Select Committee on Environment, Transport and Regional Affairs Memoranda

Memorandum by North Yorkshire County Council (DWB 17)


  1.  The proposals for new style licences, stronger controls and tackling the legacy of past abstraction problems are broadly welcome. They emerge from earlier consultation in which the County Council played a full part and point towards a much more sustainable approach. This will be delivered through new Catchment Area Management Plans. The proposals are, of course, driven mainly by environmental considerations. The County Council does not consider that their delivery would unduly reduce the security of public water supplies. Despite concerns expressed by the water industry it is expected that the Environment Agency will adopt a flexible regime in determining future time limits on major licences and in deciding whether to remove certain licences which, in the opinion of a water company, have been kept in reserve for four years or more against drought contingency. The introduction of time limits is expected to give public water supply abstraction licences a relatively long life and thus counteract company fears about the inability to justify major investment or to cope with new accountancy arrangements for depreciating assets over an unreasonably short time. It is to be expected that any dormant licences held as a hedge against drought would feature in the statutory drought contingency plans which companies will be required to prepared and maintain. They will thus receive appropriate regulatory consideration by the Environment Agency.

  2.  While the draft Bill is consistent with the Government's decisions following consultation and is compatible with many of the County Council's previous comments there is concern about the adequacy of proposed procedures for objecting to licence applications. A 28 day period for submitting objections is too short for formulating objections to potentially complex matters. Such a limited period is incompatible with the desire to make the regulatory system serve wider environmental purposes as may be expressed by third party interests. Nor does it take account of the fact that some licences are more contentious than others and may therefore warrant extended consultation procedures. Indeed selected major abstraction licence applications should be subject to the voluntary code for extended consultation which the Environment Agency has piloted on Integrated Pollution Control and perhaps other matters. There is a case for making this code mandatory and arrangements for handling abstraction licence applications should not foreclose this possibility.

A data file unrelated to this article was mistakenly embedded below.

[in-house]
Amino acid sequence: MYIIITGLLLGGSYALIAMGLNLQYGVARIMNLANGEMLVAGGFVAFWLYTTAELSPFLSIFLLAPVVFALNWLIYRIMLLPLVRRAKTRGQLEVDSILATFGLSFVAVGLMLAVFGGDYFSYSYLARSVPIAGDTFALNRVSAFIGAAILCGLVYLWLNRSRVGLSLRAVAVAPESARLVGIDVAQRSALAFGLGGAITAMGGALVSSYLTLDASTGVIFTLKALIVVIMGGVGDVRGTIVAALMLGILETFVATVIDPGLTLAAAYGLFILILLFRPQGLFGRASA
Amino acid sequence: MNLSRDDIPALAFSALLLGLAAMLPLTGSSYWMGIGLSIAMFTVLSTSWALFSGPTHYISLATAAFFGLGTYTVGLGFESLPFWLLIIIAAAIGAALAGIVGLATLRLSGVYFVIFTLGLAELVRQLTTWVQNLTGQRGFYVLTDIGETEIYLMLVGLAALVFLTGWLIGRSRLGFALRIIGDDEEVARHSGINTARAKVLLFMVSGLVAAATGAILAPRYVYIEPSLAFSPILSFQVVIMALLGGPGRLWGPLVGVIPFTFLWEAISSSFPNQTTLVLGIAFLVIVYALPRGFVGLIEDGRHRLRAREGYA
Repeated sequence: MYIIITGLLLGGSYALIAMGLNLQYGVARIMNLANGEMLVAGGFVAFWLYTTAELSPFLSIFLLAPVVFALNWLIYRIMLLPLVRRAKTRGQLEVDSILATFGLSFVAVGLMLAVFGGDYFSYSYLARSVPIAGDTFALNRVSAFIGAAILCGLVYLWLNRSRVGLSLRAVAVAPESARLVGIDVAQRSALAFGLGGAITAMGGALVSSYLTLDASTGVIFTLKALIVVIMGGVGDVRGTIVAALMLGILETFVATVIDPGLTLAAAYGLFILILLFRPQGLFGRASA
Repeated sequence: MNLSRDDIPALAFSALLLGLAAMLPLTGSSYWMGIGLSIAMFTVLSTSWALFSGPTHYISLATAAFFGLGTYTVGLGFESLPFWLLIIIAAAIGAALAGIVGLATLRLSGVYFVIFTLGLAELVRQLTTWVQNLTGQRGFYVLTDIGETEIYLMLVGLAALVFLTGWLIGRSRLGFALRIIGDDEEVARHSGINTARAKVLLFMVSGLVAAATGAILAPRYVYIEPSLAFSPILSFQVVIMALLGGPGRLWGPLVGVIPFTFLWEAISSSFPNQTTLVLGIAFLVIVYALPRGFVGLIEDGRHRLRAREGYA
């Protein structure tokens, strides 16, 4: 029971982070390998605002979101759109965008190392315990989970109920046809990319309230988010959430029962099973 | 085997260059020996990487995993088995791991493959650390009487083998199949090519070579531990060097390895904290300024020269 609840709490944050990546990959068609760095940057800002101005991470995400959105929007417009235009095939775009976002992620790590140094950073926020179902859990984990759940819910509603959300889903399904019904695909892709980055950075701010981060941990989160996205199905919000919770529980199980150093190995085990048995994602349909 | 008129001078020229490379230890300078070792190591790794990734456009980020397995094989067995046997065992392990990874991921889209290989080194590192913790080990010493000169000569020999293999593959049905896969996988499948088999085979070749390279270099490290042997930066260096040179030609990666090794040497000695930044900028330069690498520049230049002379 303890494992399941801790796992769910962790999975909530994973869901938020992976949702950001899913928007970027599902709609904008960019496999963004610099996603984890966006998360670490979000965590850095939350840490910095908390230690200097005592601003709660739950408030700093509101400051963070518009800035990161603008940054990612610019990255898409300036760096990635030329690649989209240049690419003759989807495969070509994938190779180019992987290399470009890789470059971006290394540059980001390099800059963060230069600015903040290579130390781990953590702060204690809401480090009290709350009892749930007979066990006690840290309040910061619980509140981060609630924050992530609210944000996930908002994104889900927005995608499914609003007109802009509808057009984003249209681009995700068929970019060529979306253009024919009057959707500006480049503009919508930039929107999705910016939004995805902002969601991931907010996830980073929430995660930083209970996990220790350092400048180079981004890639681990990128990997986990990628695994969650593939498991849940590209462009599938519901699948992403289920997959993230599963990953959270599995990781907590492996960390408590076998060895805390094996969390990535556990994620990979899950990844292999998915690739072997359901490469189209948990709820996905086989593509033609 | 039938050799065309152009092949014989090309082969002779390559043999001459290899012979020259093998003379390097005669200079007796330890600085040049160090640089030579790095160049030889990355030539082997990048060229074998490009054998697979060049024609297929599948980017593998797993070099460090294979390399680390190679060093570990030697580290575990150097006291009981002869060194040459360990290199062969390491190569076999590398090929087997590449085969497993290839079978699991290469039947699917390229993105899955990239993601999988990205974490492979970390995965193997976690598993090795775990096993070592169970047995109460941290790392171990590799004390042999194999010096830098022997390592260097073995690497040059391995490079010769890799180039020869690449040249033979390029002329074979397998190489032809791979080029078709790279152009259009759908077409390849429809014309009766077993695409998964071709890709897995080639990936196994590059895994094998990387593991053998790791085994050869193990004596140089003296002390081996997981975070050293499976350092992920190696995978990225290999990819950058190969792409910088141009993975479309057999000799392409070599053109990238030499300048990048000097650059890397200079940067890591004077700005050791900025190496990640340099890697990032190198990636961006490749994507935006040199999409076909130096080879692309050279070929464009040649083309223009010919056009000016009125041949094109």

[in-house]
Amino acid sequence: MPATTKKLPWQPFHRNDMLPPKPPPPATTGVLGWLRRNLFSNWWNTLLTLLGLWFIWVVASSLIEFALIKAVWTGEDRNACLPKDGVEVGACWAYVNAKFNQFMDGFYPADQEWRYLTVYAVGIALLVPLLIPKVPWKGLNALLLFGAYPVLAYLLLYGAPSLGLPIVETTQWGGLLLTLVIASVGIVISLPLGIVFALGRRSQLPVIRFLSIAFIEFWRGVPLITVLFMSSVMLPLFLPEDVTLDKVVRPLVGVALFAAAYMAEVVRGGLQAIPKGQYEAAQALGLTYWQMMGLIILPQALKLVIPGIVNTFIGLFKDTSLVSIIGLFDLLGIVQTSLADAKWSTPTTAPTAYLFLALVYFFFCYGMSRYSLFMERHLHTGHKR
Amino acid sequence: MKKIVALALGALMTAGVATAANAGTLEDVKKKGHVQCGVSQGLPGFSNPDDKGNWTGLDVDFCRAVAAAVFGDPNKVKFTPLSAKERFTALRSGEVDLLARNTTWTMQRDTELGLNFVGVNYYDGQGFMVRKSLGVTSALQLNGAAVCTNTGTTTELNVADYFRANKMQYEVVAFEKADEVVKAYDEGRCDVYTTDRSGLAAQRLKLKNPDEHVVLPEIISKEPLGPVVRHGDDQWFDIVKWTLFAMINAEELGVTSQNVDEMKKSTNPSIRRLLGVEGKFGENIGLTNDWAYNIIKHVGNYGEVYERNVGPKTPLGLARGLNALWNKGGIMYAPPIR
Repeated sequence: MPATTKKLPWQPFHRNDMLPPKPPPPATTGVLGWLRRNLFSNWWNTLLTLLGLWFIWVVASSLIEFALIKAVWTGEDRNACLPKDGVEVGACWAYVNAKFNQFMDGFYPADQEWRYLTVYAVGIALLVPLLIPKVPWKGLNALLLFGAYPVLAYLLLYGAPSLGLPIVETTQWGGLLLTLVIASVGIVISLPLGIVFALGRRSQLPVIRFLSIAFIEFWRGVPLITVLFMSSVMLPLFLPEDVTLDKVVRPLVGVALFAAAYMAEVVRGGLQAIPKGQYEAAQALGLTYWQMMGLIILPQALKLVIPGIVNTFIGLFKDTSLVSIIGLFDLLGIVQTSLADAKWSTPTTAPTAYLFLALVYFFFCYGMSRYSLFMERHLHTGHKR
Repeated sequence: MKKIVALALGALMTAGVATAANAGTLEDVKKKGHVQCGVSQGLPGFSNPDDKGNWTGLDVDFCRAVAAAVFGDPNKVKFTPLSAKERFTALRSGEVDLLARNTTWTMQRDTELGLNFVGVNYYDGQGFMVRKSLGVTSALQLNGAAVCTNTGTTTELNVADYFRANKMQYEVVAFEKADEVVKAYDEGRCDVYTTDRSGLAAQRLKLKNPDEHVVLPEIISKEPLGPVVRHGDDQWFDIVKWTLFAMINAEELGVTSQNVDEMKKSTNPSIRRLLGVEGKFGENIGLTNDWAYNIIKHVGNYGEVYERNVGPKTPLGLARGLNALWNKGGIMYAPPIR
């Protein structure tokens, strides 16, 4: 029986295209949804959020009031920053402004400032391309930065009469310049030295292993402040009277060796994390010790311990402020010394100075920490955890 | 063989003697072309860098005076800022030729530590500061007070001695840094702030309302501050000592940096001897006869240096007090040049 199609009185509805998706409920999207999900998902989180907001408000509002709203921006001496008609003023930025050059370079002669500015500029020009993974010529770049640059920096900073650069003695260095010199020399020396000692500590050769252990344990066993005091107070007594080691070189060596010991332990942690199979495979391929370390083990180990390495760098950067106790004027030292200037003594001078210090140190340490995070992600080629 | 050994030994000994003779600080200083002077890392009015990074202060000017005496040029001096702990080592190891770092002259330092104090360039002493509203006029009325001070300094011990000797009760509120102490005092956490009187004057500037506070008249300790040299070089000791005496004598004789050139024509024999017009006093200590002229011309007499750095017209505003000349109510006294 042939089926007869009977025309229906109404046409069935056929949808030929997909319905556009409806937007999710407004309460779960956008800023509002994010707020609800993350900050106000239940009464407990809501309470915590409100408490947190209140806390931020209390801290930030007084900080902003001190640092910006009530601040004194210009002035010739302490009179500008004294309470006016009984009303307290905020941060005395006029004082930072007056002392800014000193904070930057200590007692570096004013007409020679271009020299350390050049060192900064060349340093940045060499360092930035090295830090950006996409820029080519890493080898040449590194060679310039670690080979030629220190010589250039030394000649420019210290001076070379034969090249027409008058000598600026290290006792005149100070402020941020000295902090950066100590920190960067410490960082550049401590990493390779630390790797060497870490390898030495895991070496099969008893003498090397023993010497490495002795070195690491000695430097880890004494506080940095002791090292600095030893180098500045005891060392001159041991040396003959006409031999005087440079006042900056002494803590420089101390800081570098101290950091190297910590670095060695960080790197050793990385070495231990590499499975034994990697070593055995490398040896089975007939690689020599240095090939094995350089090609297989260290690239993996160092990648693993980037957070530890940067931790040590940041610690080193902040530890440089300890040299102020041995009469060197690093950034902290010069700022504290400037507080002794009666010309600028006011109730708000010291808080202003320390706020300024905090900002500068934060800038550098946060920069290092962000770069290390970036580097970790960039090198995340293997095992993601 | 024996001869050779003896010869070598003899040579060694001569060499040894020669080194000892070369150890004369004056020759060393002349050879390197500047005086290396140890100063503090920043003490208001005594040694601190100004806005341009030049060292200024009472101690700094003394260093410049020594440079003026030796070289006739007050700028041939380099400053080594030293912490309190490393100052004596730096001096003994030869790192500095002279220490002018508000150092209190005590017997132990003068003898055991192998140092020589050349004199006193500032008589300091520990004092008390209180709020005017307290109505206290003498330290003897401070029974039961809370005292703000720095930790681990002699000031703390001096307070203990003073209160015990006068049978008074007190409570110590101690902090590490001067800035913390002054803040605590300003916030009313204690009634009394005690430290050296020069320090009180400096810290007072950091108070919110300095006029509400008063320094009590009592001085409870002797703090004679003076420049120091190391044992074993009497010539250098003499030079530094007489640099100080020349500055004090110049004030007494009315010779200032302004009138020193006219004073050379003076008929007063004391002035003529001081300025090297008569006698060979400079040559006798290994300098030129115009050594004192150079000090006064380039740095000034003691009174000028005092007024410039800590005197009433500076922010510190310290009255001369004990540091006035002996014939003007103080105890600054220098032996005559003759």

3.  Views are sought on whether publicity for licence applications should be undertaken by the applicant or by the Environment Agency. The guiding principle should be that licence applications need to be brought to the attention of those who may possibly be affected. Because of the remote location of some abstractions, site notices are not an appropriate method to use. Direct notification, media publicity/statutory notices and a public register (with Internet access) are the only sure methods. Experience in Town and Country Planning with similar procedures identified problems in relying solely on action by applicants and in 1992 the onus was placed fully on local authorities. This experience suggests that Clause seven of the draft Bill should be amended to ensure that the Agency has total responsibility for publicity and consultation. However if such a system is intended to be self financing through increased licence fees, it will be difficult to avoid putting up costs to the consumer.


  4.  Similarly, if the scheme for compensating licensees for the loss of long term rights is to be paid for out of licence fees it will either increase costs or act as an unfortunate influence on the Agency's capability to act. It is likely that the water industry and others could see fee increases as a direct "tax" on abstractors. If such revenue was to be the main source of compensation, justified on community and environmental grounds which go beyond the facts of individual cases, it could legitimately be argued that part of the burden should be borne by taxpayers generally.